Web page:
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J Biol Chem. 2008 Jun 13;283(24):16830-9. doi: 10.1074/jbc.M801778200. Epub 2008 Apr 11.

Crystal structure of human liver Delta4-3-ketosteroid 5beta-reductase (AKR1D1) and implications for substrate binding and catalysis.

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1
Roy and Diana Vagelos Laboratories, Department of Chemistry, University of Pennsylvania, Philadelphia, Pennsylvania 19104-6323, USA.

Abstract

AKR1D1 (steroid 5beta-reductase) reduces all Delta(4)-3-ketosteroids to form 5beta-dihydrosteroids, a first step in the clearance of steroid hormones and an essential step in the synthesis of all bile acids. The reduction of the carbon-carbon double bond in an alpha,beta-unsaturated ketone by 5beta-reductase is a unique reaction in steroid enzymology because hydride transfer from NADPH to the beta-face of a Delta(4)-3-ketosteroid yields a cis-A/B-ring configuration with an approximately 90 degrees bend in steroid structure. Here, we report the first x-ray crystal structure of a mammalian steroid hormone carbon-carbon double bond reductase, human Delta(4)-3-ketosteroid 5beta-reductase (AKR1D1), and its complexes with intact substrates. We have determined the structures of AKR1D1 complexes with NADP(+) at 1.79- and 1.35-A resolution (HEPES bound in the active site), NADP(+) and cortisone at 1.90-A resolution, NADP(+) and progesterone at 2.03-A resolution, and NADP(+) and testosterone at 1.62-A resolution. Complexes with cortisone and progesterone reveal productive substrate binding orientations based on the proximity of each steroid carbon-carbon double bond to the re-face of the nicotinamide ring of NADP(+). This orientation would permit 4-pro-(R)-hydride transfer from NADPH. Each steroid carbonyl accepts hydrogen bonds from catalytic residues Tyr(58) and Glu(120). The Y58F and E120A mutants are devoid of activity, supporting a role for this dyad in the catalytic mechanism. Intriguingly, testosterone binds nonproductively, thereby rationalizing the substrate inhibition observed with this particular steroid. The locations of disease-linked mutations thought to be responsible for bile acid deficiency are also revealed.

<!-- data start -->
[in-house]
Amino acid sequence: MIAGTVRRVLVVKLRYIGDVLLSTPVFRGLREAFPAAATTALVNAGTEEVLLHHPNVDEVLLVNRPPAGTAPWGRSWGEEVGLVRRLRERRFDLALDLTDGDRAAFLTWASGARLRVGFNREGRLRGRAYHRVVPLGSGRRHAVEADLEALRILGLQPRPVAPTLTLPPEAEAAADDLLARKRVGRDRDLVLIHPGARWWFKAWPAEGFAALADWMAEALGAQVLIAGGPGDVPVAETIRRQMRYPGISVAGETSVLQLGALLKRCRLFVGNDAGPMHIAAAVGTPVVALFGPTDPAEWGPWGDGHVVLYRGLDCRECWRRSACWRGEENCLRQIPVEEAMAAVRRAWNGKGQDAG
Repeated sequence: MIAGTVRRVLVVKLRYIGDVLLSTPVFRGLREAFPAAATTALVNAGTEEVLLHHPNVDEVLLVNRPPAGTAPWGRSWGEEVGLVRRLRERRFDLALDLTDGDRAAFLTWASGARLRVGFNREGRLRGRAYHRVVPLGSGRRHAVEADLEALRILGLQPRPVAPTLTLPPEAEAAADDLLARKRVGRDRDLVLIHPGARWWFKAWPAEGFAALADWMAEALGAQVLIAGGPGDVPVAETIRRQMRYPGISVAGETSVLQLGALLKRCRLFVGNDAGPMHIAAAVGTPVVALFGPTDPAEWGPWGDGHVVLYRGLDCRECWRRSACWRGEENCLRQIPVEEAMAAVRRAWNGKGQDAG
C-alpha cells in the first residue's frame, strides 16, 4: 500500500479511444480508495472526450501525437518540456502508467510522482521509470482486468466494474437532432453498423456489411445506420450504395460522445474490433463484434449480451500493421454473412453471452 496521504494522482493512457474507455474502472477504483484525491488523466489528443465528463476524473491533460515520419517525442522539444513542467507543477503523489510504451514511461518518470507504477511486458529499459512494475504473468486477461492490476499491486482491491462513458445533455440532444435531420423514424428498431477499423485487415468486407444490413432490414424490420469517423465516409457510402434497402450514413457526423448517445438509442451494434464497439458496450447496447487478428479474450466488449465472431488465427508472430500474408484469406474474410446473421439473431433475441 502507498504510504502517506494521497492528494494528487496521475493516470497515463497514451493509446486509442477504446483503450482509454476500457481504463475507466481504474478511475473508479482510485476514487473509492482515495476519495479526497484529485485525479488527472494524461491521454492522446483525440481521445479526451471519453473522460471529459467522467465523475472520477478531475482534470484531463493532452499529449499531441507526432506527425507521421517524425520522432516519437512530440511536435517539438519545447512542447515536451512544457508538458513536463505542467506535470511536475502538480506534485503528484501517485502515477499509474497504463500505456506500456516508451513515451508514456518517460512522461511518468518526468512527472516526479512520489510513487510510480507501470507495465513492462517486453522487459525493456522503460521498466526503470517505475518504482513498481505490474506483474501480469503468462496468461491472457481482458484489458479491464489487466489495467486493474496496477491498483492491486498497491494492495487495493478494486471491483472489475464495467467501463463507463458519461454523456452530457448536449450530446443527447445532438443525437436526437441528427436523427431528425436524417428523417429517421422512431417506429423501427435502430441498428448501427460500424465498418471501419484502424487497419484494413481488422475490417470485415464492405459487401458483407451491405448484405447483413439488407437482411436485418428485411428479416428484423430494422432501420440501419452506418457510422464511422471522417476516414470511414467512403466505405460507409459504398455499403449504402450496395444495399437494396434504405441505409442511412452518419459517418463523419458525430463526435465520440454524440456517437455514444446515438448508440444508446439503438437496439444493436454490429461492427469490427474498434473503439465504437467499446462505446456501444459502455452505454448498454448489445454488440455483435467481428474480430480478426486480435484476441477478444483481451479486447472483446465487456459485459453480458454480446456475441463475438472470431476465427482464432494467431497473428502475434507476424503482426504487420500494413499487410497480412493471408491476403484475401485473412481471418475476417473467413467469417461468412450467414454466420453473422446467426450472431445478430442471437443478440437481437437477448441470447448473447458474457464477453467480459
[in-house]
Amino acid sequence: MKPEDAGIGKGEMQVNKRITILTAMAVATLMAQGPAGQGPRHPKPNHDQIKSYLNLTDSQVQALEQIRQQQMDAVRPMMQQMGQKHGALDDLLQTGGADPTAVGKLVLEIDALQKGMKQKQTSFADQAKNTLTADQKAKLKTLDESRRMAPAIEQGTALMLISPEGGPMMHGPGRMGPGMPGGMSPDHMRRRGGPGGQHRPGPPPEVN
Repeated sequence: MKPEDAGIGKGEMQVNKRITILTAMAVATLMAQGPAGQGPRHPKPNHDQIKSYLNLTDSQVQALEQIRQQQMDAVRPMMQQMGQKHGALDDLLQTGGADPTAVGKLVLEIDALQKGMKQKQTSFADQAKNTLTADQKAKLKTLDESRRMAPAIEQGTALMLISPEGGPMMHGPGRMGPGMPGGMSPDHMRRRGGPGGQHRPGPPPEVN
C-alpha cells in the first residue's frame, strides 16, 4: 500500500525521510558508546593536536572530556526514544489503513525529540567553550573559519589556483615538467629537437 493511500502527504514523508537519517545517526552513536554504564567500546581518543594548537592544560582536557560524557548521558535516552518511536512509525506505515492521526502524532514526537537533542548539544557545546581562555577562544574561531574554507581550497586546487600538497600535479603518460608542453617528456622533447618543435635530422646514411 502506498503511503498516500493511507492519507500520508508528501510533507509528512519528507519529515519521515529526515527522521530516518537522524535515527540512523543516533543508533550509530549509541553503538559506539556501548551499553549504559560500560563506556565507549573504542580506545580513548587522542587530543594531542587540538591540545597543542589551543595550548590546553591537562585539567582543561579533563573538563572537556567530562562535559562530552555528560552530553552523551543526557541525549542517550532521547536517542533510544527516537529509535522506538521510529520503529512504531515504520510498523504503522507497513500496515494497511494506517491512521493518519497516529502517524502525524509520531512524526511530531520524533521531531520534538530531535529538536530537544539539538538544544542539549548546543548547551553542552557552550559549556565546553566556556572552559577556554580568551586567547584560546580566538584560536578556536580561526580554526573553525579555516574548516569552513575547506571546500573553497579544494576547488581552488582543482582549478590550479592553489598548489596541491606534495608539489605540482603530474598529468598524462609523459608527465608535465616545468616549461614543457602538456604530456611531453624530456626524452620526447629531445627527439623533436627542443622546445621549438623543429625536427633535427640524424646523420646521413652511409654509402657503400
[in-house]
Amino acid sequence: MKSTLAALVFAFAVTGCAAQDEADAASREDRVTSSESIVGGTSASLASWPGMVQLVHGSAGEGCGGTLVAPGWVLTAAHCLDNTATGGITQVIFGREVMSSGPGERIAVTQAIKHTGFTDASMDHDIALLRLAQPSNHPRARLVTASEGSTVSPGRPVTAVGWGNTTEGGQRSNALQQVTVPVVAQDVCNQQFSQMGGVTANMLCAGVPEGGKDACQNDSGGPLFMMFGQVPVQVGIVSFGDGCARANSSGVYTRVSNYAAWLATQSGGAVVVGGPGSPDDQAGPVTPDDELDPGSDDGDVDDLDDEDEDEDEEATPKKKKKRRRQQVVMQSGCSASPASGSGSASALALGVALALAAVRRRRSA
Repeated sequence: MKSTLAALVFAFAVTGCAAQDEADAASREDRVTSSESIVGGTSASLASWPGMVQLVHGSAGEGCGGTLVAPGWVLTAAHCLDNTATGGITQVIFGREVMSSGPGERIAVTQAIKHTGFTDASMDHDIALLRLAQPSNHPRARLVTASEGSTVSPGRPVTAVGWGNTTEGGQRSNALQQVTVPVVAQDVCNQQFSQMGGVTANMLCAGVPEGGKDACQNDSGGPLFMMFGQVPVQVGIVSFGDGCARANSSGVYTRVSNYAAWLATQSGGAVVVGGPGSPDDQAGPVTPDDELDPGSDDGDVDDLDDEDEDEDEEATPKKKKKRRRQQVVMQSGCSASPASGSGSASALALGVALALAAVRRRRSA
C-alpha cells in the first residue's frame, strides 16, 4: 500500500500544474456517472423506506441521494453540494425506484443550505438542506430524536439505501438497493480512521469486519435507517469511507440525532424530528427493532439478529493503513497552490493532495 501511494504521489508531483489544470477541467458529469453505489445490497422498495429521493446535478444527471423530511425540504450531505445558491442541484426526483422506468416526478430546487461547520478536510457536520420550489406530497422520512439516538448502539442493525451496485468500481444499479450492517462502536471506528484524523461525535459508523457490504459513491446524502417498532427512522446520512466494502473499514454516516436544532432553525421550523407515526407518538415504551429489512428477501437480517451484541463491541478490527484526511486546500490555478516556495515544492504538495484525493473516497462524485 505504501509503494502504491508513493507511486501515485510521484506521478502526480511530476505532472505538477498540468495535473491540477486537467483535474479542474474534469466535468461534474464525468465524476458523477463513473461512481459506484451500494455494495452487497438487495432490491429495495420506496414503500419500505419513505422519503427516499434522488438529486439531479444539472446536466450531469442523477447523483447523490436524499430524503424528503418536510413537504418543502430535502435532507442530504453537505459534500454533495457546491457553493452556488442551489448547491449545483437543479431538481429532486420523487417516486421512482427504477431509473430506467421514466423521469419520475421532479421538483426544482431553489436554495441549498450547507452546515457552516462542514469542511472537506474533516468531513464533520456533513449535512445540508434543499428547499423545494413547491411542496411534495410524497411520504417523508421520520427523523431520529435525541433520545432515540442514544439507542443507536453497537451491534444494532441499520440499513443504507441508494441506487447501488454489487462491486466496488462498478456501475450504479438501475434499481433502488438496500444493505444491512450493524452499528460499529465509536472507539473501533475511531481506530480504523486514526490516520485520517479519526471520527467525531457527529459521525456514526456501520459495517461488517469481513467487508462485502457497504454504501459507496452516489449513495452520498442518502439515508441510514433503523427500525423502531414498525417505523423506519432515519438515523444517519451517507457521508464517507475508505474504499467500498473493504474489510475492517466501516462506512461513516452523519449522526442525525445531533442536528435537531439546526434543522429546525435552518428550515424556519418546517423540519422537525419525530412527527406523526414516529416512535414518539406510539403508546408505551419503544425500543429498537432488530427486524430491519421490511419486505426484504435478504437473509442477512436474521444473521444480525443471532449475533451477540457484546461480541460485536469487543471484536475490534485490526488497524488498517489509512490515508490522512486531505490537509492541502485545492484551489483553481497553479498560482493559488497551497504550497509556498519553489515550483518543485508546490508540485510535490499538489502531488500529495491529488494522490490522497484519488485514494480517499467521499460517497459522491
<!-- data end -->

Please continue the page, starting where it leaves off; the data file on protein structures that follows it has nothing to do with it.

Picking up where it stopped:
PMID:
18407998
PMCID:
PMC2423251
DOI:
10.1074/jbc.M801778200
[Indexed for MEDLINE]
Free PMC Article
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